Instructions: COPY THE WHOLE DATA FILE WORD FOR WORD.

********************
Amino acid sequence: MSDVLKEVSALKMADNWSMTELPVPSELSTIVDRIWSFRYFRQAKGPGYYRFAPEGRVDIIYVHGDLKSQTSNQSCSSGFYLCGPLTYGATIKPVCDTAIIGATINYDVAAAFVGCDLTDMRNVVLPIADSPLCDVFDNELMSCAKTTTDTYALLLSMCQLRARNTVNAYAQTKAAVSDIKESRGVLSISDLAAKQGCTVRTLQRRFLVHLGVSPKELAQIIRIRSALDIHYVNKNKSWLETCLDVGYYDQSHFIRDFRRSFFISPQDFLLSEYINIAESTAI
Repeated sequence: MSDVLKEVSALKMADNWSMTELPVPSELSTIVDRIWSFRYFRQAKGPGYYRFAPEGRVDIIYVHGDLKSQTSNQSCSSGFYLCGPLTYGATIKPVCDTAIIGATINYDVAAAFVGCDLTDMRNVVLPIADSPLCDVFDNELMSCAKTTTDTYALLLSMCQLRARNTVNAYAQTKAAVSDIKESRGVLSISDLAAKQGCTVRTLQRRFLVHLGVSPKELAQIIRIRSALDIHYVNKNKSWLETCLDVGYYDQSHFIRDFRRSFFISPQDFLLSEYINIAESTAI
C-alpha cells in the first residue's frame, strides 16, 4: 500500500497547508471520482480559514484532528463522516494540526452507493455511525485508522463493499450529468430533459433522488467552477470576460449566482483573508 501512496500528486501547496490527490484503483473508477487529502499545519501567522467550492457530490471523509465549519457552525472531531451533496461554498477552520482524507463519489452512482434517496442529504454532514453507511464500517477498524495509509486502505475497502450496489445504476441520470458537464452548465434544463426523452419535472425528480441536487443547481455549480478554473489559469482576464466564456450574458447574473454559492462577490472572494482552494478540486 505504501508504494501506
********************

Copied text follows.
Amino acid sequence: MSDVLKEVSALKMADNWSMTELPVPSELSTIVDRIWSFRYFRQAKGPGYYRFAPEGRVDIIYVHGDLKSQTSNQSCSSGFYLCGPLTYGATIKPVCDTAIIGATINYDVAAAFVGCDLTDMRNVVLPIADSPLCDVFDNELMSCAKTTTDTYALLLSMCQLRARNTVNAYAQTKAAVSDIKESRGVLSISDLAAKQGCTVRTLQRRFLVHLGVSPKELAQIIRIRSALDIHYVNKNKSWLETCLDVGYYDQSHFIRDFRRSFFISPQDFLLSEYINIAESTAI
Repeated sequence: MSDVLKEVSALKMADNWSMTELPVPSELSTIVDRIWSFRYFRQAKGPGYYRFAPEGRVDIIYVHGDLKSQTSNQSCSSGFYLCGPLTYGATIKPVCDTAIIGATINYDVAAAFVGCDLTDMRNVVLPIADSPLCDVFDNELMSCAKTTTDTYALLLSMCQLRARNTVNAYAQTKAAVSDIKESRGVLSISDLAAKQGCTVRTLQRRFLVHLGVSPKELAQIIRIRSALDIHYVNKNKSWLETCLDVGYYDQSHFIRDFRRSFFISPQDFLLSEYINIAESTAI
C-alpha cells in the first residue's frame, strides 16, 4: 500500500497547508471520482480559514484532528463522516494540526452507493455511525485508522463493499450529468430533459433522488467552477470576460449566482483573508 501512496500528486501547496490527490484503483473508477487529502499545519501567522467550492457530490471523509465549519457552525472531531451533496461554498477552520482524507463519489452512482434517496442529504454532514453507511464500517477498524495509509486502505475497502450496489445504476441520470458537464452548465434544463426523452419535472425528480441536487443547481455549480478554473489559469482576464466564456450574458447574473454559492462577490472572494482552494478540486 505504501508504494501506